MILWAUKEE — Wisconsin schools were given the chance to upgrade the safety and security of their buildings a little more than four years ago, but in the wake of the Texas school shooting, some wonder if it is enough.
The Wisconsin Department of Public Instruction says school districts do everything they can to prevent the horror of what happened in Texas.
“We are, and we should, continue to take important steps as schools and districts, to make sure that we have visitor protocol, and that we have locked doors and that we have intruder drill protocols,and that we practice them,” said Abigail Swetz, director of communications for Wisconsin Department of Public Instruction.
Following the Parkland, Florida school shooting in 2018, Wisconsin gave out $100 million in grant money to improve school security.
Former Attorney General Brad Schimel, who is now a judge, handed out those grants to almost every single school district in Wisconsin.
“If they got the grant dollars to harden their buildings to do physical upgrades, they had to agree to send 10% of their staff to adverse childhood experiences training. That gave those teachers the ability to recognize kids that were having problems,” said Judge Schimel.
In 2018, the Kenosha Unified School District became the first to use the grant money. They provided mental health training, blue flashing lights and gunshot detectors in every building. But those grants were a one time funding source. Judge Schimel says he does not know if more security measures are now needed.
“I think that the schools should be asked. That was what we asked back in 2017 and we got their answer about what they needed. We should ask again, are there more upgrades needed to the physical facilities,” Judge Schimel.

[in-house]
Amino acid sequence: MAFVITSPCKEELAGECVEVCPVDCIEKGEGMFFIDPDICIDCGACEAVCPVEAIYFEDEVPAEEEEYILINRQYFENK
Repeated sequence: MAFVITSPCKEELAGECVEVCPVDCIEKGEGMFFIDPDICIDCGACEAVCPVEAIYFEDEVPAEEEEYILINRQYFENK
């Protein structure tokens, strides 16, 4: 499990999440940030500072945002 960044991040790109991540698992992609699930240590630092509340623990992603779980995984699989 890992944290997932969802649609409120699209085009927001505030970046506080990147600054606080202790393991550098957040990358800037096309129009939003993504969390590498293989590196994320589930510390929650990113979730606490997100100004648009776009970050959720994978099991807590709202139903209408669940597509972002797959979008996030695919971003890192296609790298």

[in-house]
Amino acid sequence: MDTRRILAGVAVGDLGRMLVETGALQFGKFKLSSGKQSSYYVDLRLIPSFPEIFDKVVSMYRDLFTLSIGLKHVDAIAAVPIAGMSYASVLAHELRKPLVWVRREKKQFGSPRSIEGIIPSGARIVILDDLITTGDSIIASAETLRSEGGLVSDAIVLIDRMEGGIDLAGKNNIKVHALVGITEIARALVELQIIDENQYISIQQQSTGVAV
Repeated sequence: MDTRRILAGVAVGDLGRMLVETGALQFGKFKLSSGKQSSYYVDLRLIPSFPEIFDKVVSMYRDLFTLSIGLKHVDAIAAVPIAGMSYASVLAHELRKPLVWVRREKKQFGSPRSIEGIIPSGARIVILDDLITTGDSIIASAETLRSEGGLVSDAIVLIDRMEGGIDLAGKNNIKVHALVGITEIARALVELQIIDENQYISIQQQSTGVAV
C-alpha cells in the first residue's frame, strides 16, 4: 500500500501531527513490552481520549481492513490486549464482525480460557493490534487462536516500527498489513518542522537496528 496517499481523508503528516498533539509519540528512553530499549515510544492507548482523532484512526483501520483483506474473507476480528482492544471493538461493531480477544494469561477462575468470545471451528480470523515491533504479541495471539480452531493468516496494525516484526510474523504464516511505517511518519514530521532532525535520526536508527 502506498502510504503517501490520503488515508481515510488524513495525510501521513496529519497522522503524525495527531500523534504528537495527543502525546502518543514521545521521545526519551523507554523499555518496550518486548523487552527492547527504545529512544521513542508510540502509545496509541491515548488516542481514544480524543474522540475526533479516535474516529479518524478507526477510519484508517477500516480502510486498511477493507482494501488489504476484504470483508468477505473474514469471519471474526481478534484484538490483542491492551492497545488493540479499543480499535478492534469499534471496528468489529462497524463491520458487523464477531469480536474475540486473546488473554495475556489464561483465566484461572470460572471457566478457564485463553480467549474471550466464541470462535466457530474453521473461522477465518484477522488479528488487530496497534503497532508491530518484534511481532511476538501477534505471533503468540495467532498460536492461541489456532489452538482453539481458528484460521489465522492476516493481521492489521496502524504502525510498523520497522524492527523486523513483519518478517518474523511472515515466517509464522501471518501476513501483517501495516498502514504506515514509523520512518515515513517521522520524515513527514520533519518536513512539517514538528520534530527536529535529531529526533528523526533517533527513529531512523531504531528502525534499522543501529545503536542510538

However, some schools have asked voters for safety and security upgrades. During the Spring Election this year, there were 81 school referendums on the ballot. The Wisconsin Association of School Boards found 10 of those mentioned safety or security improvements, along with facility improvements. Of those 10, four did not pass. This includes Raymond, Waterford Union, West Allis-West Milwaukee and Cumberland school districts.
Swetz says those schools are not the only ones facing questions about funding school safety.
“We know that they are having trouble figuring out, ‘How do we do our budgets knowing that we did not get the increase we requested in the biennial budget last time’ and does that mean that there are going to be cuts to programs that need to be there for mental health services, for school safety, for staffing like student services to help with ongoing processing of trauma. It does mean those things,” said Swetz.
We reached out to Raymond, Waterford Union, West Allis-West Milwaukee and Cumberland school districts, but have not heard back. DPI encourages families with safety concerns to talk to their district leaders.